If you are satisfied with your VA care AND are certain you will be satisfied in the future, then you can skip Medicare Part B (That is the part that is 135 per month..Part A is at no cost).  

However, if you feel that all or some of your VA care is substandard, and that you may want medical care outside of the VA (now or in the future) then pay the 135 per month.  

If you opt out now for medicare part b, then a couple years later, opt back in, you can do so, but you will be penalized (pay more than 135 per month, and its a big penalty, too)

Here is what I did.  I was disabled and became eligible for medicare before I was 65 because of disabilities.  At that time, I opted out of medicare.  

However, when I became 65, I also became eligble for medicare AGAIN.  This time, I opted "into" medicare part b with no penalty.    I felt later I did not want to be "trapped" into VA care, and it was worth it for me to pay the 135 per month to be able to get private care when I wanted it.  

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Its really a personal decision to keep Medicare or not.  I have three choices for medical care and I like to be able to pick and choose.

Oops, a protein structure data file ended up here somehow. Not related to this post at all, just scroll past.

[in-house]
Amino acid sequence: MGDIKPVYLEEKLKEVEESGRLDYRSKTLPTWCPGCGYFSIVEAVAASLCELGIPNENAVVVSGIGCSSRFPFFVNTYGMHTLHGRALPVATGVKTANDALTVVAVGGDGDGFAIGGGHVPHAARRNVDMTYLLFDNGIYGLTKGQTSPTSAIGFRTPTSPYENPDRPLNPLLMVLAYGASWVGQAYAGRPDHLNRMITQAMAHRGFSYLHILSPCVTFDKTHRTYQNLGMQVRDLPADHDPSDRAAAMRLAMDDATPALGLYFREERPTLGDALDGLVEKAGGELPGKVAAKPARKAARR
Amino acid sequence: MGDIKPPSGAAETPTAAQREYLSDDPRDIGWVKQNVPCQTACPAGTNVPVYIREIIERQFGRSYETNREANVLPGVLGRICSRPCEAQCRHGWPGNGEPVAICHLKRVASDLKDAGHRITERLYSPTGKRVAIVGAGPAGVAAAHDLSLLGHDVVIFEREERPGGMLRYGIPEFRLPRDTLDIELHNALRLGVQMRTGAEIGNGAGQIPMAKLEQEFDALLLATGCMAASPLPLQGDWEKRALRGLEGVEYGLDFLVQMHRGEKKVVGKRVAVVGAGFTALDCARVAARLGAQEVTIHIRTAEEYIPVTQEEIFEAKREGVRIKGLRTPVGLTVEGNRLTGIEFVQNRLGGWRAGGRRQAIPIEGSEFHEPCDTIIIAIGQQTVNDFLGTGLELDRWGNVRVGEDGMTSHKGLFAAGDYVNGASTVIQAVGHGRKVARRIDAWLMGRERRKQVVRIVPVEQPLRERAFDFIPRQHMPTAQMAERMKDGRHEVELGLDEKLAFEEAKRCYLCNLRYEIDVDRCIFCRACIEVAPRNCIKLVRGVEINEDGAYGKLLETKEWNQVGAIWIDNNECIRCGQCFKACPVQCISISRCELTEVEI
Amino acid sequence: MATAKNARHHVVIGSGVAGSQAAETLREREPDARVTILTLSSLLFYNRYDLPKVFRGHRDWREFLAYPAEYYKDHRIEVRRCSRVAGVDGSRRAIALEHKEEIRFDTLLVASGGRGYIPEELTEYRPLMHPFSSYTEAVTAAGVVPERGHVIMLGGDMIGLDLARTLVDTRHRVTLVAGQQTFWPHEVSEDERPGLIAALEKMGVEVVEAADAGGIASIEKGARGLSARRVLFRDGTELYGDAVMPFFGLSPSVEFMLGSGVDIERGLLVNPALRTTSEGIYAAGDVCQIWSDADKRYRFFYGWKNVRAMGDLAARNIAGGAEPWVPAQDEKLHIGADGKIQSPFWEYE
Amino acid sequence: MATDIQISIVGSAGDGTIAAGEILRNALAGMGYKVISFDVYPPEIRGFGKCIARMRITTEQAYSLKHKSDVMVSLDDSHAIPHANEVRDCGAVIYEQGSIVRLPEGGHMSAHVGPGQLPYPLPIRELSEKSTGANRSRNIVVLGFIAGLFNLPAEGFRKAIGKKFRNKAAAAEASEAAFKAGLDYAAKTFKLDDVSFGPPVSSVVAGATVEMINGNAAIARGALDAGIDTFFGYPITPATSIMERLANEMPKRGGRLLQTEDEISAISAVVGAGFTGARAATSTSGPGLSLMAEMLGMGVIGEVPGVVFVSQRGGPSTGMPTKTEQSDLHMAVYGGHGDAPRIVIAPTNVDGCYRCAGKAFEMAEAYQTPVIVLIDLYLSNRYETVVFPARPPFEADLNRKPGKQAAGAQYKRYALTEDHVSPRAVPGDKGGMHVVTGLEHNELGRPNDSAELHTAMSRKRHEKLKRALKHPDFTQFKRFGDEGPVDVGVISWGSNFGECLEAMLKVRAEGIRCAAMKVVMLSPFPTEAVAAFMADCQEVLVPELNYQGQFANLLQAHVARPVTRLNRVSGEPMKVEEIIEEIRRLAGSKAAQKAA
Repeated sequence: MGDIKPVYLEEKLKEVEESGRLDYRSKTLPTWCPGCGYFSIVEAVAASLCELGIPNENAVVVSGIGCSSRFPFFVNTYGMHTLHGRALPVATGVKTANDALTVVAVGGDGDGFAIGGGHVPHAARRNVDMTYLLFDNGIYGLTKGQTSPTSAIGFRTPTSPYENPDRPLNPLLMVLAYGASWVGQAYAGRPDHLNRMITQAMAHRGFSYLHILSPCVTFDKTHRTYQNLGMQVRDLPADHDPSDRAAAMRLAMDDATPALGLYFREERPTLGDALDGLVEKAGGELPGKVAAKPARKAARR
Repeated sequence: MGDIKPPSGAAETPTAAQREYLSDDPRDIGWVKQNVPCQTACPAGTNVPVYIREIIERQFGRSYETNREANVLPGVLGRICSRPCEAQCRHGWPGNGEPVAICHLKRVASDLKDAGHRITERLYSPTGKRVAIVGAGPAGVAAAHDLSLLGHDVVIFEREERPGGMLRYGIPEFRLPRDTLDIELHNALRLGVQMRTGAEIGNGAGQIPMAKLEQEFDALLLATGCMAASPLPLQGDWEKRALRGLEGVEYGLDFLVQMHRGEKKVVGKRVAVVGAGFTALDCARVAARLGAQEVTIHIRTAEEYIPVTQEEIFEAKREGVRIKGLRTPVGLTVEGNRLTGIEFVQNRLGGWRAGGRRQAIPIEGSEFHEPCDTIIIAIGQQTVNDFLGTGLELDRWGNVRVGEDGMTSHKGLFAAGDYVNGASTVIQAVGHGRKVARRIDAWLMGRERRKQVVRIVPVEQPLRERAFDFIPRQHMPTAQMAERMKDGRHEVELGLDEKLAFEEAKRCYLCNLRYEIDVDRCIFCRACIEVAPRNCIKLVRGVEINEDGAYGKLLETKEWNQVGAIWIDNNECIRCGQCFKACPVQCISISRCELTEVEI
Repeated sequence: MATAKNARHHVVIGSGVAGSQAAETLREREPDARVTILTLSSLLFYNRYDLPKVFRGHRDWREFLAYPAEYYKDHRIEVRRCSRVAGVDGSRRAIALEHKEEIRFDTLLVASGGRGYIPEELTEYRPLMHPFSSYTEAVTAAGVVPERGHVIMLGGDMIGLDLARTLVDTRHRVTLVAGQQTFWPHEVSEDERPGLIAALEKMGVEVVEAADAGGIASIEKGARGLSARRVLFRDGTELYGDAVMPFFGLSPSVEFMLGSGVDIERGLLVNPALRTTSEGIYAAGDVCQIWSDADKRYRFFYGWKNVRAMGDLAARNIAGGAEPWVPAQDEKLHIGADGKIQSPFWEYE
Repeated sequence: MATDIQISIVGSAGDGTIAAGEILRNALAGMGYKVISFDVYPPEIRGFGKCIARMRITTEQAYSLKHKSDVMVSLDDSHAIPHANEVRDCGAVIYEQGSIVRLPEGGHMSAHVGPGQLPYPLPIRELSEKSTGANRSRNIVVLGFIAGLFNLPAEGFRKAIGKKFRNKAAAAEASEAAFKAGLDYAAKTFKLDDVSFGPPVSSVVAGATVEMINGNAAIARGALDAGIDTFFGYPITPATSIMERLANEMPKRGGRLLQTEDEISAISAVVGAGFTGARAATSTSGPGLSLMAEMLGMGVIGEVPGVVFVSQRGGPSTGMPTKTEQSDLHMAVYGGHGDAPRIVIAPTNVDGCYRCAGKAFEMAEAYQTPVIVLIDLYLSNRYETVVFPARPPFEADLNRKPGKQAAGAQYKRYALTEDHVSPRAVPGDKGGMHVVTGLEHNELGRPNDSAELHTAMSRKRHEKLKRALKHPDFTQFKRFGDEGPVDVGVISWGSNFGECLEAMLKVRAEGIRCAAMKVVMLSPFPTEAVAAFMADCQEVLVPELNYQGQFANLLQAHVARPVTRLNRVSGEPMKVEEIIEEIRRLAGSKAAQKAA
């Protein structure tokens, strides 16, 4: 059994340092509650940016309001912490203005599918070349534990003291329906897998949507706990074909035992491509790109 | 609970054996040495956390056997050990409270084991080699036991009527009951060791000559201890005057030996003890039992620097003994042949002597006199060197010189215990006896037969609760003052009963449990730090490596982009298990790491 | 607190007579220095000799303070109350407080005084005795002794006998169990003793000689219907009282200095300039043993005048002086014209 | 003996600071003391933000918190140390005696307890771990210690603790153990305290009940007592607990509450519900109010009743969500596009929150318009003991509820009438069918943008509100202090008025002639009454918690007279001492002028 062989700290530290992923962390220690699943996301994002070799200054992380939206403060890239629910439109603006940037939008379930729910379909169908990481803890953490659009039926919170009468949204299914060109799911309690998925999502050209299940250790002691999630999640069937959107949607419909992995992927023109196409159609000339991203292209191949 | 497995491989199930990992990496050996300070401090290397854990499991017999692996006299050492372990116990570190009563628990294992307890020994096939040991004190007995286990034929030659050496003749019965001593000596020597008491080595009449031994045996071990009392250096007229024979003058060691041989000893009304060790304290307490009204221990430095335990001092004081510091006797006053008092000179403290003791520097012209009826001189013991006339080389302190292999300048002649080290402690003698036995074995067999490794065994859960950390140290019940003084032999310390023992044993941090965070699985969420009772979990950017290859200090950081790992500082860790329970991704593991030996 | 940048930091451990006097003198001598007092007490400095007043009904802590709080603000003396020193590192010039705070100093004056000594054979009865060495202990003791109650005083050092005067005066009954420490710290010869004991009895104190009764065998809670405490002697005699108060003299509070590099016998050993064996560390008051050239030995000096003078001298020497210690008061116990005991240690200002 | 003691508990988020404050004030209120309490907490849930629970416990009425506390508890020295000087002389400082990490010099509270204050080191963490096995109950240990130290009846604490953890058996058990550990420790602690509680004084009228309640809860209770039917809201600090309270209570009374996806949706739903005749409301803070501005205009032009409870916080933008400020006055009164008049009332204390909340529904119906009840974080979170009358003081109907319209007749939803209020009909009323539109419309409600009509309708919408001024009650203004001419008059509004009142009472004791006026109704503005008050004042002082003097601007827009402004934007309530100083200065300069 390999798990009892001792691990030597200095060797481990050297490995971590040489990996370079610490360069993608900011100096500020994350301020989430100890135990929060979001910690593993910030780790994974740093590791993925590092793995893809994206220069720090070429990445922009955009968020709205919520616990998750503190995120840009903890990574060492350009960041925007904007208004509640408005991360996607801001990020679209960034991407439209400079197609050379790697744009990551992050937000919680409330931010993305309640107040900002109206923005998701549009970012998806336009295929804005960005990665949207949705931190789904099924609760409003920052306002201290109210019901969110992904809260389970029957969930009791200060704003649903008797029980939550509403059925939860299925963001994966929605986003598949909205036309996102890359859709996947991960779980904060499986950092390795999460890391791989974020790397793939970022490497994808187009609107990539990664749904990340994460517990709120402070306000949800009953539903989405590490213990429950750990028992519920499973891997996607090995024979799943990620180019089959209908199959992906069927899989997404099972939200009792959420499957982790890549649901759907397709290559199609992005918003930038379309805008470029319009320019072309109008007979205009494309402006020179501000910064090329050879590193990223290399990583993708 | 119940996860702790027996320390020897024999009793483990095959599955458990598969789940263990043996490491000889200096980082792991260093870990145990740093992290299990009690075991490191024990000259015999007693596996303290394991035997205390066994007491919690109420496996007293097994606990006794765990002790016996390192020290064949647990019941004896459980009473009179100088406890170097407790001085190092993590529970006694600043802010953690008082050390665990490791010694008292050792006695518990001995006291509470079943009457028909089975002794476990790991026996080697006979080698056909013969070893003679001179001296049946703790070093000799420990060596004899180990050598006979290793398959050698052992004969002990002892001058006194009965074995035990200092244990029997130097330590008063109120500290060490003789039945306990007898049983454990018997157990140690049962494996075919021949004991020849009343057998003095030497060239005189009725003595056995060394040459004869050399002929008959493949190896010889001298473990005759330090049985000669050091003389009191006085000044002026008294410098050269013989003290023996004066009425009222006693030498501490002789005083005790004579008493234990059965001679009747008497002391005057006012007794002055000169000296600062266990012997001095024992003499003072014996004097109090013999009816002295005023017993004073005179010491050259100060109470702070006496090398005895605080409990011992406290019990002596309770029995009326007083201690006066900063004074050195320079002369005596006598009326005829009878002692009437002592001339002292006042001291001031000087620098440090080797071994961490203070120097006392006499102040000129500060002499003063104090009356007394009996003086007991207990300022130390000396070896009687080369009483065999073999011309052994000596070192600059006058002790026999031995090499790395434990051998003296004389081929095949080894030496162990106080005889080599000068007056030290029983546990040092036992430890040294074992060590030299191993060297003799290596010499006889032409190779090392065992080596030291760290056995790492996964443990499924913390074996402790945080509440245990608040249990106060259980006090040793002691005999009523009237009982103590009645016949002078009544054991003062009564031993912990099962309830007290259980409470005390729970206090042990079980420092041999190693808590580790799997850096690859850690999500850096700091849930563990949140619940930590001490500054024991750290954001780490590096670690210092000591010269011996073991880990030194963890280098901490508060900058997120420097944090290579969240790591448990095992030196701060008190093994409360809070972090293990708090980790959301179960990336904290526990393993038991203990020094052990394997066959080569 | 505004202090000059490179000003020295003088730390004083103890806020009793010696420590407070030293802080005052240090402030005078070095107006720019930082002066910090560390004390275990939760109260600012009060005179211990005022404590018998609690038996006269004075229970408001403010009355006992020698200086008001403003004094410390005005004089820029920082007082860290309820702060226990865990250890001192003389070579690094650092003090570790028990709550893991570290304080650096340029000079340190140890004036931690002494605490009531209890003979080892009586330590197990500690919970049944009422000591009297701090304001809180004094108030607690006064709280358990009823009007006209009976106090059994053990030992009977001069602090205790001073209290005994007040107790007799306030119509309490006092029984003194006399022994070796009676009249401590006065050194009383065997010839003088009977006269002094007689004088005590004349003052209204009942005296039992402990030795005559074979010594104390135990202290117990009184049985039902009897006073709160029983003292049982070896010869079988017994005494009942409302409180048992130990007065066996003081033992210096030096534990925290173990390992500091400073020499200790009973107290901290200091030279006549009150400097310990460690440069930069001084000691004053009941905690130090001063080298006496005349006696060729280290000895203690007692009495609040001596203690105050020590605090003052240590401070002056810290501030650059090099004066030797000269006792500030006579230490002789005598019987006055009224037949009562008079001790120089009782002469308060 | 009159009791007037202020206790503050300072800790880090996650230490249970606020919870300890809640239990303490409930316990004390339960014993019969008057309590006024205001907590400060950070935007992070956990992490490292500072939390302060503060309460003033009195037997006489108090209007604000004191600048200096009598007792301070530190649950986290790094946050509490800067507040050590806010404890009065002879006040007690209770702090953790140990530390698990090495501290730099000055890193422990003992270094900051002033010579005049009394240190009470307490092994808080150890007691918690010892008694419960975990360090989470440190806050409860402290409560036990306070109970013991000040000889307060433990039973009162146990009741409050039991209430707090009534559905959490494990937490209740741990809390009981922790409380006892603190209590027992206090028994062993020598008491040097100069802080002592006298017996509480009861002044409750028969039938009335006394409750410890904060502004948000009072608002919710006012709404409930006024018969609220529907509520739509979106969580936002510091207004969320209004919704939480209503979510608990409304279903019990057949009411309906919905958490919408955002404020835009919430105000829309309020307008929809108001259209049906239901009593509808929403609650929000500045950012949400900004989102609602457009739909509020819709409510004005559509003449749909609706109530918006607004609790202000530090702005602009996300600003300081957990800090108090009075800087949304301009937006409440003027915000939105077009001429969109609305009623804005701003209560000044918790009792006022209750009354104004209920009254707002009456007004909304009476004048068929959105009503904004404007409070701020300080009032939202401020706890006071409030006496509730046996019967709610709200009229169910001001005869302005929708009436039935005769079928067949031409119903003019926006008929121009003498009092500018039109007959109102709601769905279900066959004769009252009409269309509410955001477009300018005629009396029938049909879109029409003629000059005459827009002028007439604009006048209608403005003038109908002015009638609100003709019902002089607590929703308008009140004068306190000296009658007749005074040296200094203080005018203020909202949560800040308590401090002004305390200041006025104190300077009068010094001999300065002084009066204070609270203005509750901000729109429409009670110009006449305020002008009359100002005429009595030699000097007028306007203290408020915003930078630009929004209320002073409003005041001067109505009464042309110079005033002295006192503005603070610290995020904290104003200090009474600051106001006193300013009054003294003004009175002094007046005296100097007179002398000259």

For me I have Tricare ( military insurance) since I am a retiree,  in my case if I want to use Tricare I have to pay for Medicare by Law. 

I can use any Military Hospital,  and I have been admitted twice this year once into  Darnell Medical Center,  and once into Brook Army Medical Center.  In the first instance, the military doctor literally saved my life. In the second instance, a military doctor performed surgery that no one else  wanted to do because of my numerous medical issues.  So, my first choice for care is the Military Medical system, its the best in the world always has been always will be.  My second choice  for SERIOUS medical issues,  is a private medical facility,  this would only happen if the military could not treat me in a given situation. If this happens, ( and it has a few times)  I don't pay a penny out of pocket. Medicare pays 80% , Tricare pays 20%.